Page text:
It seems lately that I’ve been assaulted with numerous mini challenges these days on my shoots. Whether it’s bad weather, disappointing locations or camera malfunctions–any seasoned photographer will tell you that coming home with keepers is about overcoming obstacles. Capturing memorable and moving imagery is never easy, which is why proper shooting technique and creative vision need to be second nature.
When the scenic shooting is best, light is fleeting. When the action is best, time is scarce. Seconds can make the difference between a 3-star and 5-star image. If you’re fumbling with equipment or second-guessing your composition, you will miss the shot. It’s that simple. Here are a couple of tips that may help in making your photography second nature.
1. Shoot often–this is perhaps the most important tip I can think of. Practice does make perfect. This is a proven fact. Know your camera controls, but more importantly–know when to do what. This can only come with repetitive practice. Your camera should be as familiar as your favorite spot on the couch. It should feel natural in your hands, and you should be able to react quickly when pressed. The more you have to guess, the greater chance you have of missing the shot.
2. Read your camera manual–and then read it again. A lot of the features on your camera may not apply to what you shoot, but you never know when you might discover a nugget that will make what you do ten times easier. Take it when you travel. Read it on the plane or sitting at the airport. Have your camera in hand as you read it so you can practice implementing what you read.
3. Previsualize your shot–this is a concept I discuss often. The better idea you have in your head of what you’d like to capture, the better you will be able to capture it when the image presents itself. If you’re shooting action, try to picture where you’d like your model/athlete to be in the frame for that perfect shot. If it’s a frame filler, decide exactly what part of the athlete to be in focus (most often the face) and make sure to put your pre-selected focus zone on that spot if you’re using autofocus.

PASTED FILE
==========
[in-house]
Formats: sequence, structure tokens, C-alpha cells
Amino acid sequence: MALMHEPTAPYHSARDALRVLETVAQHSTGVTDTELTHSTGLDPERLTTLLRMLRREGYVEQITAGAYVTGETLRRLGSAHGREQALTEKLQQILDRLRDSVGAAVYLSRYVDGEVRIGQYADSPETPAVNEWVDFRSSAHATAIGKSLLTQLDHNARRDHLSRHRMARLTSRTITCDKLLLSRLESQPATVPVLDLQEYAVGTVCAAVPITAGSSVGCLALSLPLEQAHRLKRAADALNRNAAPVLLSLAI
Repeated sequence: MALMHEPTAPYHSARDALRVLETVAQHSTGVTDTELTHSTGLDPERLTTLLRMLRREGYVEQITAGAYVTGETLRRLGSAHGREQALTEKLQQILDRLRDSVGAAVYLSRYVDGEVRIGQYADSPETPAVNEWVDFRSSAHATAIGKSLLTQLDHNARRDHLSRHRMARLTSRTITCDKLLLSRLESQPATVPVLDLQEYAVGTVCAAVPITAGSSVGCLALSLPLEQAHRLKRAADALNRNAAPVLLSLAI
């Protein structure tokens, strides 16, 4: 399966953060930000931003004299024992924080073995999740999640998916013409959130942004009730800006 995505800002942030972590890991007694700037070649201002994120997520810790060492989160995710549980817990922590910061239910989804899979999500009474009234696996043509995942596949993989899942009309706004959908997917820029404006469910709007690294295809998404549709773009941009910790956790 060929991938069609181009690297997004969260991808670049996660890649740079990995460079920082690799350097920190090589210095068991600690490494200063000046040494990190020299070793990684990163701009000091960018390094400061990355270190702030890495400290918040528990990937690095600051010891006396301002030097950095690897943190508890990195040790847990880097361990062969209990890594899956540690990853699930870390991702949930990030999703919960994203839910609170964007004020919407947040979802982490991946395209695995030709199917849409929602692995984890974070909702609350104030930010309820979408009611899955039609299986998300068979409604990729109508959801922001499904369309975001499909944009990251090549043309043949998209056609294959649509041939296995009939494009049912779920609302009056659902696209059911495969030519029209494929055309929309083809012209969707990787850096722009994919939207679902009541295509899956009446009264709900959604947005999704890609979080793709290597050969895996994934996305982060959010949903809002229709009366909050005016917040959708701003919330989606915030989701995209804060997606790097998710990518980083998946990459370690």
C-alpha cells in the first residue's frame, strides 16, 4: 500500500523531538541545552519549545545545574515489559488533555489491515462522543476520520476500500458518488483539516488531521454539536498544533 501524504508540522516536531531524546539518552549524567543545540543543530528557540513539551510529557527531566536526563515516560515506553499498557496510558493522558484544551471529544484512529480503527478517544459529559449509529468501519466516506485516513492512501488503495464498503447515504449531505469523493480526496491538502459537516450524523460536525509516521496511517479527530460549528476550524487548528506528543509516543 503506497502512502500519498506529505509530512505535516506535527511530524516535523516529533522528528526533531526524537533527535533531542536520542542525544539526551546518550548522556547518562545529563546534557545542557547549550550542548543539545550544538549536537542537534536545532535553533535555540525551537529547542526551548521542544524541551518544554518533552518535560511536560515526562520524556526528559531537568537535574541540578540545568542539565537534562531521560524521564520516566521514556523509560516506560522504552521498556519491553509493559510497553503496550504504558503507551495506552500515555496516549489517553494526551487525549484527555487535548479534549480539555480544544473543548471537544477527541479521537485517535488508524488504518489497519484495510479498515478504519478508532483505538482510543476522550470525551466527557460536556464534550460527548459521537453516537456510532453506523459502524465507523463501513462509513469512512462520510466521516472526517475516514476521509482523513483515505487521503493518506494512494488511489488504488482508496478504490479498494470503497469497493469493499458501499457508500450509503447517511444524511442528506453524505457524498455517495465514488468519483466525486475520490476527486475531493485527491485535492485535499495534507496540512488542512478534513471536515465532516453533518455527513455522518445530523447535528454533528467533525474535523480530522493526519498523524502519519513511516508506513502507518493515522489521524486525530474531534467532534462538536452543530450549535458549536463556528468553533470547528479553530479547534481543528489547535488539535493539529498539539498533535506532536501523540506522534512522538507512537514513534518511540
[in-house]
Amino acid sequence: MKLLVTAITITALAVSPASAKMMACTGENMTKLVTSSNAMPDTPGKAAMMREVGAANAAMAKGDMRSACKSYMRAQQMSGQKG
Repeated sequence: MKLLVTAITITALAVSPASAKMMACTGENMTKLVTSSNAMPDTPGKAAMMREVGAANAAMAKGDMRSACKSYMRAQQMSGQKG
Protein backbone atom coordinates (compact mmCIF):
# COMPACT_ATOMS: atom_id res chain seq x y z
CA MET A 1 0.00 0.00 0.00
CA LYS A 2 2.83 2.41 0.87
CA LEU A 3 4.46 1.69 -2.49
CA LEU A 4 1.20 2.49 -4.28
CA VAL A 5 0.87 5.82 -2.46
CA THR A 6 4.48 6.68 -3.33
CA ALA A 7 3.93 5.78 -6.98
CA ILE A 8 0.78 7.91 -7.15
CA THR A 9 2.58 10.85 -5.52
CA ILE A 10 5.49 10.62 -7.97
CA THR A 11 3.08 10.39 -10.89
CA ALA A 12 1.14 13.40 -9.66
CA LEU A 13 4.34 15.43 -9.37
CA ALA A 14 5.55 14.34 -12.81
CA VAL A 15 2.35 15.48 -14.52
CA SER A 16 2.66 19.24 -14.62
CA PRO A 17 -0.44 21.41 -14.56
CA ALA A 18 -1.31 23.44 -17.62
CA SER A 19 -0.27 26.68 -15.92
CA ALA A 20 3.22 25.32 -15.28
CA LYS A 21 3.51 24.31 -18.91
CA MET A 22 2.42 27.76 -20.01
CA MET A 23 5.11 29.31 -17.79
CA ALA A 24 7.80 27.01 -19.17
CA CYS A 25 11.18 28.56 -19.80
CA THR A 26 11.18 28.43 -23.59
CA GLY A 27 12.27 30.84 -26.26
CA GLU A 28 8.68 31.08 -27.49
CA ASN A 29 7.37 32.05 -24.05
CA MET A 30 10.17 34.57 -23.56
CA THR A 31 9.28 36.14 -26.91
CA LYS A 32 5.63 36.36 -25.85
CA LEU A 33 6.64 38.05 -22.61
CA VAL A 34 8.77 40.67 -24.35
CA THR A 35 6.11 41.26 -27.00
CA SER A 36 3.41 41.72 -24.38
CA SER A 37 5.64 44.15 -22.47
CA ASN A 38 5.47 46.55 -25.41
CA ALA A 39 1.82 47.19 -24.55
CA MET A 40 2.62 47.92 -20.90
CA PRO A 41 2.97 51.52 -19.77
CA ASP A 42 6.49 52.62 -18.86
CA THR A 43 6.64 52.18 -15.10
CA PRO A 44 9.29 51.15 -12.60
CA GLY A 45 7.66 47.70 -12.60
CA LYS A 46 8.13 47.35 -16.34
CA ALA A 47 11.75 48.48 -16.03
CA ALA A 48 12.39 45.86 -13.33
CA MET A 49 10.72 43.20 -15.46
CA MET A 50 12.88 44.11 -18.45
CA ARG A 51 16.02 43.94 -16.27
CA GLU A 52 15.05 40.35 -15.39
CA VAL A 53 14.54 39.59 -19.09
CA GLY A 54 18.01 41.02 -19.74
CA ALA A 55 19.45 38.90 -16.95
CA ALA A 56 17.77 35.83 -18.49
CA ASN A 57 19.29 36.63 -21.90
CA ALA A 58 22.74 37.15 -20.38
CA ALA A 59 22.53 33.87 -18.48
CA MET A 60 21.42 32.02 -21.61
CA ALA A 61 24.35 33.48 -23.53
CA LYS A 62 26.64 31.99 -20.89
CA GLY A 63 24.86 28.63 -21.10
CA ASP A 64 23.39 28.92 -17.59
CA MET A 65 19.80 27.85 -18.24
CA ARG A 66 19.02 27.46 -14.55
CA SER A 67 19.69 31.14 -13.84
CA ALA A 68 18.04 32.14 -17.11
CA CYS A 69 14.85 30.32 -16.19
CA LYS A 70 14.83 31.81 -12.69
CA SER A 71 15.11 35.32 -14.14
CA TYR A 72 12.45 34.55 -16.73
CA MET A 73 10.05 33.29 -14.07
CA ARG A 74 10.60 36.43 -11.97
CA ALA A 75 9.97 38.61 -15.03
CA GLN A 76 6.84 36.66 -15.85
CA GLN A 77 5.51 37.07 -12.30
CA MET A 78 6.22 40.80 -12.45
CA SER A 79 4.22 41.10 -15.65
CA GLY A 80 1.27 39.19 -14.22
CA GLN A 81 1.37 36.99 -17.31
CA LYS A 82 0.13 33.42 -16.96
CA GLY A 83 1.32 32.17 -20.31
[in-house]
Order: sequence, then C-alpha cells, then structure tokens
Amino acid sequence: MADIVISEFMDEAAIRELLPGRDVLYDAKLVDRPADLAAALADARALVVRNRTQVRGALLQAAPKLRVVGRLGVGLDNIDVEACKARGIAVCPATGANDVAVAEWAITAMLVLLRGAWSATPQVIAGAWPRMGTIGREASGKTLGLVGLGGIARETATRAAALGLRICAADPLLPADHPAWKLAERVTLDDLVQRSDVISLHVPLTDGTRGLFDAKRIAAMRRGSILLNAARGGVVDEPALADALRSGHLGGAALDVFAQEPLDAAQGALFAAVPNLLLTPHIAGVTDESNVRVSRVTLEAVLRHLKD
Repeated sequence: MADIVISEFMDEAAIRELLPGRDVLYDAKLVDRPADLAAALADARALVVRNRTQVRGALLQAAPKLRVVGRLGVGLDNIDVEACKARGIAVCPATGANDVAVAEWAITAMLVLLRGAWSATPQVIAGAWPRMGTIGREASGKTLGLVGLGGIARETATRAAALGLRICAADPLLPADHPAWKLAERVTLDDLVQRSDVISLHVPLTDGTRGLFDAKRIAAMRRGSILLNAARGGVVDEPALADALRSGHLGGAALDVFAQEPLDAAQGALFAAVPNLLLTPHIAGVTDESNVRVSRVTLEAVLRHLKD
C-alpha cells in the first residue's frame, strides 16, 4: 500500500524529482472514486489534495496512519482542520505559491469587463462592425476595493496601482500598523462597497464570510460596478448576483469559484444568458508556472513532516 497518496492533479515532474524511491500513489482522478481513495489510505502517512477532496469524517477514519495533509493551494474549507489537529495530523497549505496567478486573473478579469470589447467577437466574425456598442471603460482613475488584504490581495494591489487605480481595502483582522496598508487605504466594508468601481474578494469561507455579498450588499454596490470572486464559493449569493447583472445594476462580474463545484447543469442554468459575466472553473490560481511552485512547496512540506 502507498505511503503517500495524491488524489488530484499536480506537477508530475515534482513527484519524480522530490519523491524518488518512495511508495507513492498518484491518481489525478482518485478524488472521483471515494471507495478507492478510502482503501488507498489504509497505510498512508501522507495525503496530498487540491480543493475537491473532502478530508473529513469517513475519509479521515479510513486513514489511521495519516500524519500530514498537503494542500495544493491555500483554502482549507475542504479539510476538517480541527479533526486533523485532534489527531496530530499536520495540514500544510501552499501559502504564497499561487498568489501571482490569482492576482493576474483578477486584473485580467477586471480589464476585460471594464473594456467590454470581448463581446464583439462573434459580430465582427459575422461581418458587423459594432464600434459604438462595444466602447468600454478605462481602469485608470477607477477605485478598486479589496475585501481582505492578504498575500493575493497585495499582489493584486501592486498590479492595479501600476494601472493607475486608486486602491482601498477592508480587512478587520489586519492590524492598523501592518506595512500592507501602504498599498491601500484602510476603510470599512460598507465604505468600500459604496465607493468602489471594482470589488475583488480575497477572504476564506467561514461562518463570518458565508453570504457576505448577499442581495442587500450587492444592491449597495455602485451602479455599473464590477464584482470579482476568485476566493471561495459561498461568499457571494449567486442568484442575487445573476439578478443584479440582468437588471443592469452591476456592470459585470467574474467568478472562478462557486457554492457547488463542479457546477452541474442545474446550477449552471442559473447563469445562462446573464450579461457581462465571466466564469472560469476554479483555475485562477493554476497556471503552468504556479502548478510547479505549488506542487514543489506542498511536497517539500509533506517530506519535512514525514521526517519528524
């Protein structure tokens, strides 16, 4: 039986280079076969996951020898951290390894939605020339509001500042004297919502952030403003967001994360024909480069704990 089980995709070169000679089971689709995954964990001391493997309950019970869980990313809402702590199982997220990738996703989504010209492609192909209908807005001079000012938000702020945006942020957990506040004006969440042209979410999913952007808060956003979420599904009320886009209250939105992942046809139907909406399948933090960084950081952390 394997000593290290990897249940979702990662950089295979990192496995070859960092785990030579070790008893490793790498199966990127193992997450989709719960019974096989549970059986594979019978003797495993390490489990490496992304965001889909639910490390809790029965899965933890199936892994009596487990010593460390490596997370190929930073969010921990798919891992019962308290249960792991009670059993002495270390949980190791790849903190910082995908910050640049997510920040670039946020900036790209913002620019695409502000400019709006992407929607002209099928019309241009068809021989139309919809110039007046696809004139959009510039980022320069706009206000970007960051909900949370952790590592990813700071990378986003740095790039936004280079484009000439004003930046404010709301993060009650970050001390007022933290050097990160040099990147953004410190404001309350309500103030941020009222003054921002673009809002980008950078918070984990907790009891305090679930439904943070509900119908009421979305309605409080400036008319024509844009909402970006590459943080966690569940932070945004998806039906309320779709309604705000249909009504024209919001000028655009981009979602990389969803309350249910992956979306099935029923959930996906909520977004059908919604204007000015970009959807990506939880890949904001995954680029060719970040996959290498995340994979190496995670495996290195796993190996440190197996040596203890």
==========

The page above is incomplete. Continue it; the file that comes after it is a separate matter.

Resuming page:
If you’re shooting scenic, picture where the light needs to be to capture what you want to capture. Will it be backlit/front lit/side lit/not lit??? Are you going for the big picture, or will you be shooting something more intimate. What is required for each particular shot? When you know this, you can be taking a mental inventory as you hike or drive to your location. By the time you arrive at your destination, you will have a good idea of what type of shot will work best with the conditions given you.
4. Understand your histogram–much of the time, if a shot is botched it has to do with either blown focus or incorrect exposure. Understanding what your histogram is telling you about your image will allow you to make quick adjustments to get the right exposure. This can be done quickly with the exposure compensation feature (most all digital SLRs and even point and shoots have this feature).
5. Understand when to use which Grad ND Filters–mostly applicable to scenic shooters, this is also important for action and/or lifestyle shooters looking to separate themselves from the pack. Here’s a quick field guide: the greater the difference between shadow and highlight (or sky and FG most commonly), the stronger Grad ND you’ll need (i.e. 2-stop, 3-stop, etc.). Uneven horizon with trees or mountain peaks poking up? Soft step filter. Even horizon line? Hard step filter. Shooting into the sun at sunset or sunrise? Reverse ND Grad.
Hopefully this list will help you in being better prepared for those fleeting moments that can make or break you as a photographer. We all miss it sometimes, but the better prepared we are, the greater chance we have of tasting success!